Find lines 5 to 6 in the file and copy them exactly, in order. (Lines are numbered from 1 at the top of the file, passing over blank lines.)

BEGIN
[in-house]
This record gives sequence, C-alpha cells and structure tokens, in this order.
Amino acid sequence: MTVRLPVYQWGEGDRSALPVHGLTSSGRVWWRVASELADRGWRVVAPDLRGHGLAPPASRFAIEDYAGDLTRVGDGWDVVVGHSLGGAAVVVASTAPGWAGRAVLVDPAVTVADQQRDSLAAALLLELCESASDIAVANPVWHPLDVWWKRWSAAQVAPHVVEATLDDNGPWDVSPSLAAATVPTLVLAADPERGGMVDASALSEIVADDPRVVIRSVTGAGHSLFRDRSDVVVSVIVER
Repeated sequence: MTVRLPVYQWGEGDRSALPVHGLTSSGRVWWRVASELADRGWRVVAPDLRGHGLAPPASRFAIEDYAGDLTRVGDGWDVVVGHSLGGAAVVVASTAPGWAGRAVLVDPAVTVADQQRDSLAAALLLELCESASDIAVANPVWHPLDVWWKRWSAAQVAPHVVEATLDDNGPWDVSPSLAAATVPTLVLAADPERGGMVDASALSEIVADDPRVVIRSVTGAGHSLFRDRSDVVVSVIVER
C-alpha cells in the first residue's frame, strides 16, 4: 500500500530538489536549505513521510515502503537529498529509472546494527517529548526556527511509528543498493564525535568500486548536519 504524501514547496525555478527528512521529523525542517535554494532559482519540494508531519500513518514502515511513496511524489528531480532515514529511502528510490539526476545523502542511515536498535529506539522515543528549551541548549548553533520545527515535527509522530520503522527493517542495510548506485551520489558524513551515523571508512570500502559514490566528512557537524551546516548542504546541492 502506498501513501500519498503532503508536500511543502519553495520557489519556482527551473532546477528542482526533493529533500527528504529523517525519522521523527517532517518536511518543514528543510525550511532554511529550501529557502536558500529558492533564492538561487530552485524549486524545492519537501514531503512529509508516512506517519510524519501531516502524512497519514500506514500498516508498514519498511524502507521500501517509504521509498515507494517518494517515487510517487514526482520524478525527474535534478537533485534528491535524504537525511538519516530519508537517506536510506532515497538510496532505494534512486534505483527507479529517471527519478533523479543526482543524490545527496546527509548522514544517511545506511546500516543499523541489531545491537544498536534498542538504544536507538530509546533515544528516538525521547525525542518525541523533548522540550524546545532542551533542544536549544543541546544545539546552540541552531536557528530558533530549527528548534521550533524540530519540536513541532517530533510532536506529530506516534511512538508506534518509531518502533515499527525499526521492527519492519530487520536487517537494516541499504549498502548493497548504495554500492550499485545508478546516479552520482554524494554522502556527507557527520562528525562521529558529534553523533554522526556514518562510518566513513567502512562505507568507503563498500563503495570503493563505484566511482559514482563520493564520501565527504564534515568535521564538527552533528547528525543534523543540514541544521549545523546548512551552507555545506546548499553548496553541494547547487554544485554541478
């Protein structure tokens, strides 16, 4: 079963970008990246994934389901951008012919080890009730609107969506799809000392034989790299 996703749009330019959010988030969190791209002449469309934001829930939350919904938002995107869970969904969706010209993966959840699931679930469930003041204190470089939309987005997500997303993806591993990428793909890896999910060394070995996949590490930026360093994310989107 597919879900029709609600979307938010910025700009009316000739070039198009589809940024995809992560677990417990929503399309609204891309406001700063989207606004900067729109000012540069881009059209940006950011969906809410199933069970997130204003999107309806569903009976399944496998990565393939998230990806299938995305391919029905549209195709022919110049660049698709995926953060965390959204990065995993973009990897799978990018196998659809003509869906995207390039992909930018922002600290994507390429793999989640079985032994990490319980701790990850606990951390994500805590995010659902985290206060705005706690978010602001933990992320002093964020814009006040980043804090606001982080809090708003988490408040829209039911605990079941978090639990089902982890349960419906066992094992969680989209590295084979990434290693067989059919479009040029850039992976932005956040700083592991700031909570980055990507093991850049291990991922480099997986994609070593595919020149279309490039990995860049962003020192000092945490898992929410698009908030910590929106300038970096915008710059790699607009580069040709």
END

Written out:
C-alpha cells in the first residue's frame, strides 16, 4: 500500500530538489536549505513521510515502503537529498529509472546494527517529548526556527511509528543498493564525535568500486548536519 504524501514547496525555478527528512521529523525542517535554494532559482519540494508531519500513518514502515511513496511524489528531480532515514529511502528510490539526476545523502542511515536498535529506539522515543528549551541548549548553533520545527515535527509522530520503522527493517542495510548506485551520489558524513551515523571508512570500502559514490566528512557537524551546516548542504546541492 502506498501513501500519498503532503508536500511543502519553495520557489519556482527551473532546477528542482526533493529533500527528504529523517525519522521523527517532517518536511518543514528543510525550511532554511529550501529557502536558500529558492533564492538561487530552485524549486524545492519537501514531503512529509508516512506517519510524519501531516502524512497519514500506514500498516508498514519498511524502507521500501517509504521509498515507494517518494517515487510517487514526482520524478525527474535534478537533485534528491535524504537525511538519516530519508537517506536510506532515497538510496532505494534512486534505483527507479529517471527519478533523479543526482543524490545527496546527509548522514544517511545506511546500516543499523541489531545491537544498536534498542538504544536507538530509546533515544528516538525521547525525542518525541523533548522540550524546545532542551533542544536549544543541546544545539546552540541552531536557528530558533530549527528548534521550533524540530519540536513541532517530533510532536506529530506516534511512538508506534518509531518502533515499527525499526521492527519492519530487520536487517537494516541499504549498502548493497548504495554500492550499485545508478546516479552520482554524494554522502556527507557527520562528525562521529558529534553523533554522526556514518562510518566513513567502512562505507568507503563498500563503495570503493563505484566511482559514482563520493564520501565527504564534515568535521564538527552533528547528525543534523543540514541544521549545523546548512551552507555545506546548499553548496553541494547547487554544485554541478
């Protein structure tokens, strides 16, 4: 079963970008990246994934389901951008012919080890009730609107969506799809000392034989790299 996703749009330019959010988030969190791209002449469309934001829930939350919904938002995107869970969904969706010209993966959840699931679930469930003041204190470089939309987005997500997303993806591993990428793909890896999910060394070995996949590490930026360093994310989107 597919879900029709609600979307938010910025700009009316000739070039198009589809940024995809992560677990417990929503399309609204891309406001700063989207606004900067729109000012540069881009059209940006950011969906809410199933069970997130204003999107309806569903009976399944496998990565393939998230990806299938995305391919029905549209195709022919110049660049698709995926953060965390959204990065995993973009990897799978990018196998659809003509869906995207390039992909930018922002600290994507390429793999989640079985032994990490319980701790990850606990951390994500805590995010659902985290206060705005706690978010602001933990992320002093964020814009006040980043804090606001982080809090708003988490408040829209039911605990079941978090639990089902982890349960419906066992094992969680989209590295084979990434290693067989059919479009040029850039992976932005956040700083592991700031909570980055990507093991850049291990991922480099997986994609070593595919020149279309490039990995860049962003020192000092945490898992929410698009908030910590929106300038970096915008710059790699607009580069040709």